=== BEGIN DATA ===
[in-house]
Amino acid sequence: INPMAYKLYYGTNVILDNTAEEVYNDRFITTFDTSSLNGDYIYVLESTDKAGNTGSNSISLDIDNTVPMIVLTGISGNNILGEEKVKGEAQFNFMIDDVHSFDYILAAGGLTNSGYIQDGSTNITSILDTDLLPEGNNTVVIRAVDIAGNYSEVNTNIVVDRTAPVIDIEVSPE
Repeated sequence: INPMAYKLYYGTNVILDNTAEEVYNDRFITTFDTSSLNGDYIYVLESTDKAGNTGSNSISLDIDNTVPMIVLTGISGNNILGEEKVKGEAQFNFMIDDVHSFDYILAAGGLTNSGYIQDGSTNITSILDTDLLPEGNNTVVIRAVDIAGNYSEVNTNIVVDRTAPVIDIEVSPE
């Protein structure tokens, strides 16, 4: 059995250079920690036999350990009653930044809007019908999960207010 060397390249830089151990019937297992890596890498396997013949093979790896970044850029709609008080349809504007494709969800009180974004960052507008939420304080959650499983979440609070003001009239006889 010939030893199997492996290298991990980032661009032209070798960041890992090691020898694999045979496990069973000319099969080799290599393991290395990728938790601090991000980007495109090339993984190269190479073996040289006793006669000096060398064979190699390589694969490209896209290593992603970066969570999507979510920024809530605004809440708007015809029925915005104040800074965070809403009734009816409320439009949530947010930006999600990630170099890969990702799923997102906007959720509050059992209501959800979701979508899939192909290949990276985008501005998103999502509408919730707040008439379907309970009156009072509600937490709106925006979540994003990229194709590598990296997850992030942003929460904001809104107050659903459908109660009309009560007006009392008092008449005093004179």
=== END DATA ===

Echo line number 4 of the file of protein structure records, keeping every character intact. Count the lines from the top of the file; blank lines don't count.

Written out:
């Protein structure tokens, strides 16, 4: 059995250079920690036999350990009653930044809007019908999960207010 060397390249830089151990019937297992890596890498396997013949093979790896970044850029709609008080349809504007494709969800009180974004960052507008939420304080959650499983979440609070003001009239006889 010939030893199997492996290298991990980032661009032209070798960041890992090691020898694999045979496990069973000319099969080799290599393991290395990728938790601090991000980007495109090339993984190269190479073996040289006793006669000096060398064979190699390589694969490209896209290593992603970066969570999507979510920024809530605004809440708007015809029925915005104040800074965070809403009734009816409320439009949530947010930006999600990630170099890969990702799923997102906007959720509050059992209501959800979701979508899939192909290949990276985008501005998103999502509408919730707040008439379907309970009156009072509600937490709106925006979540994003990229194709590598990296997850992030942003929460904001809104107050659903459908109660009309009560007006009392008092008449005093004179």